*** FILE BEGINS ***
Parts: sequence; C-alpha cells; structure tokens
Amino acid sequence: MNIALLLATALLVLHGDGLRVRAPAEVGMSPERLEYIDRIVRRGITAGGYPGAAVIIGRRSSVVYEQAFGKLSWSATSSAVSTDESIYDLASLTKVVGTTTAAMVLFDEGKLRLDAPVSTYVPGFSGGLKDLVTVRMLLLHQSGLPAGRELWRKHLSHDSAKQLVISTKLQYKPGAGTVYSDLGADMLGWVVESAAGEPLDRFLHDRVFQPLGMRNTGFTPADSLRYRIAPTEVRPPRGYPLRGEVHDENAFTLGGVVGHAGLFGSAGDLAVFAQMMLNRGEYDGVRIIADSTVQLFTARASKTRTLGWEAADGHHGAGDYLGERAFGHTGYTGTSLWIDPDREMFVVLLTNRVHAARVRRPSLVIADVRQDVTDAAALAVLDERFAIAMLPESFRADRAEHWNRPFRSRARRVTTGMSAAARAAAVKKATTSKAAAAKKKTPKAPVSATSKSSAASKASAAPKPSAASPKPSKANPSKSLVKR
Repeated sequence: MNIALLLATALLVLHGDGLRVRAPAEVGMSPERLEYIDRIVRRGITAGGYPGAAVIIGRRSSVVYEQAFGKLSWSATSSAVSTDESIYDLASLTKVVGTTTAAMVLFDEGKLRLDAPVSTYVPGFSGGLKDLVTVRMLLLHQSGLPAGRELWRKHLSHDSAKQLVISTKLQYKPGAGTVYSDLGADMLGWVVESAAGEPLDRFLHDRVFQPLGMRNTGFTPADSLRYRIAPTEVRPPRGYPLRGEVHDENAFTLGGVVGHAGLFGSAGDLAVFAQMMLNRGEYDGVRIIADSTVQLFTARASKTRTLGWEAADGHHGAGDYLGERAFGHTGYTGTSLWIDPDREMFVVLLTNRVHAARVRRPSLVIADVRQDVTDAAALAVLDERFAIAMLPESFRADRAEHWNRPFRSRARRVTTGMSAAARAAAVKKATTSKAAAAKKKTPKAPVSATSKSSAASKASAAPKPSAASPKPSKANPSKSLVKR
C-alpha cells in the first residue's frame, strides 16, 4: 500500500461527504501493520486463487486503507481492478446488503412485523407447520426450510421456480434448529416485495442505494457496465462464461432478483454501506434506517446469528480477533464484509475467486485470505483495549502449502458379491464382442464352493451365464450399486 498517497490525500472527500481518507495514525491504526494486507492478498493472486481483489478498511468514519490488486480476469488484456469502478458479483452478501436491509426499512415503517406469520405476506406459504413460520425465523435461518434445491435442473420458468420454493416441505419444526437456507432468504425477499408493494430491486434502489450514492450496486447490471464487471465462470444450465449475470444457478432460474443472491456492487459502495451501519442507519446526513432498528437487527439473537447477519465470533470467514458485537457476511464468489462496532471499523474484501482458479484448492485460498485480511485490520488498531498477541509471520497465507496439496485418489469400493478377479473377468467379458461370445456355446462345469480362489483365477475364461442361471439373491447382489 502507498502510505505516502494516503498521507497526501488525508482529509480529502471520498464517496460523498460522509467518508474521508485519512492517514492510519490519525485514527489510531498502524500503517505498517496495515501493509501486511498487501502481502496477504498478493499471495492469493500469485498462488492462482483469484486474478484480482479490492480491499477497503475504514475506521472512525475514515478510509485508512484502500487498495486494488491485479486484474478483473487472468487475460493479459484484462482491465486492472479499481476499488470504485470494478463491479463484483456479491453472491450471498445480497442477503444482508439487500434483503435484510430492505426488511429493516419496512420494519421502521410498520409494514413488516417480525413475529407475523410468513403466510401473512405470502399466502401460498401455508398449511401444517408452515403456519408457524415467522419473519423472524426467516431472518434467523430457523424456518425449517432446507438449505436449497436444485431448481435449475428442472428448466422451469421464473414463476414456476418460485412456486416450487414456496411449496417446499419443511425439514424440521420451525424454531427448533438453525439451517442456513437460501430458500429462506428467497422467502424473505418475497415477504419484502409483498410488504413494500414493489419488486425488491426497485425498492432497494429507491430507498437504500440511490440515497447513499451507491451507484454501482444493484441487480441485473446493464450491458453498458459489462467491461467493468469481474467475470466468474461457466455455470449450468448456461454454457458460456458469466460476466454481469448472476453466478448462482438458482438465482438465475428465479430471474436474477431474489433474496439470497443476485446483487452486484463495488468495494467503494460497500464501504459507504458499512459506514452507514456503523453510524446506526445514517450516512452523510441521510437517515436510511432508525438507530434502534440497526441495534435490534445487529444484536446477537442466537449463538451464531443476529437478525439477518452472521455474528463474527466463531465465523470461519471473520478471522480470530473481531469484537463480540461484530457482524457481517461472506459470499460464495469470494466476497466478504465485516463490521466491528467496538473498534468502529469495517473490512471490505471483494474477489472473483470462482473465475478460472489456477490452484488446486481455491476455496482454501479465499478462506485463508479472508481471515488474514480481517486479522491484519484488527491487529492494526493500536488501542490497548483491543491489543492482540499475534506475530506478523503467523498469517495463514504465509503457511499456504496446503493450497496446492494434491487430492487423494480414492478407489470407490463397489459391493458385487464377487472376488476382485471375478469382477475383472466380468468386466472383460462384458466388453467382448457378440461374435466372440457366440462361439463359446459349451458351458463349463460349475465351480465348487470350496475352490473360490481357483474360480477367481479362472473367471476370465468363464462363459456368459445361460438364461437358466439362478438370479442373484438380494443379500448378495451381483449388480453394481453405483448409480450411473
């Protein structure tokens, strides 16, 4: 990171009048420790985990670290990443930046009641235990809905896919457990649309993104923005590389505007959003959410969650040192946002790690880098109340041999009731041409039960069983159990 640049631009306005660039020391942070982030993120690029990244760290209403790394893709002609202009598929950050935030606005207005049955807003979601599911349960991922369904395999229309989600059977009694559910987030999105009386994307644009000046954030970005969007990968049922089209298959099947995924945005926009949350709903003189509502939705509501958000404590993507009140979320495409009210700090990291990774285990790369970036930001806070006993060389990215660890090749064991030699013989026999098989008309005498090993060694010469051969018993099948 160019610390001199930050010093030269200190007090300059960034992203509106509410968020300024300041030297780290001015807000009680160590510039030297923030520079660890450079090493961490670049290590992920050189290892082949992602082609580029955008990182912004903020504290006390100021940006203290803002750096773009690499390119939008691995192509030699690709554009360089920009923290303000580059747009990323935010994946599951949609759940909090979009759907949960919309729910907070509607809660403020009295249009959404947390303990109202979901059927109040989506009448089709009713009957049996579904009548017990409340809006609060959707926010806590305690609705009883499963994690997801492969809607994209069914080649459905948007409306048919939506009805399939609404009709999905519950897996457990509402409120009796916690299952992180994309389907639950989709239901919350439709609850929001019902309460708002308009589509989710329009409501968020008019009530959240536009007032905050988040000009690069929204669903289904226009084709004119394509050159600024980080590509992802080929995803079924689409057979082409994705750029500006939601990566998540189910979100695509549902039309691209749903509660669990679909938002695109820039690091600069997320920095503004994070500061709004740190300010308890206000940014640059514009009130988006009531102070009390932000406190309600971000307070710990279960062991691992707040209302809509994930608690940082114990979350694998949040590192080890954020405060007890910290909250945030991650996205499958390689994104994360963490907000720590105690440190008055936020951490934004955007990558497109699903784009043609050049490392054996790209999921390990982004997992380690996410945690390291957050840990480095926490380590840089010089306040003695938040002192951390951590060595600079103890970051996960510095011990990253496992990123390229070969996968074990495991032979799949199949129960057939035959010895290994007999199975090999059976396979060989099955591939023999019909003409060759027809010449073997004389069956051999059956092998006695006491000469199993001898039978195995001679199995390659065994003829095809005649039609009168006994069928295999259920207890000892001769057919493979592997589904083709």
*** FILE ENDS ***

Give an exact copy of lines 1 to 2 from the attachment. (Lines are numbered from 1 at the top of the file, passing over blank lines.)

Parts: sequence; C-alpha cells; structure tokens
Amino acid sequence: MNIALLLATALLVLHGDGLRVRAPAEVGMSPERLEYIDRIVRRGITAGGYPGAAVIIGRRSSVVYEQAFGKLSWSATSSAVSTDESIYDLASLTKVVGTTTAAMVLFDEGKLRLDAPVSTYVPGFSGGLKDLVTVRMLLLHQSGLPAGRELWRKHLSHDSAKQLVISTKLQYKPGAGTVYSDLGADMLGWVVESAAGEPLDRFLHDRVFQPLGMRNTGFTPADSLRYRIAPTEVRPPRGYPLRGEVHDENAFTLGGVVGHAGLFGSAGDLAVFAQMMLNRGEYDGVRIIADSTVQLFTARASKTRTLGWEAADGHHGAGDYLGERAFGHTGYTGTSLWIDPDREMFVVLLTNRVHAARVRRPSLVIADVRQDVTDAAALAVLDERFAIAMLPESFRADRAEHWNRPFRSRARRVTTGMSAAARAAAVKKATTSKAAAAKKKTPKAPVSATSKSSAASKASAAPKPSAASPKPSKANPSKSLVKR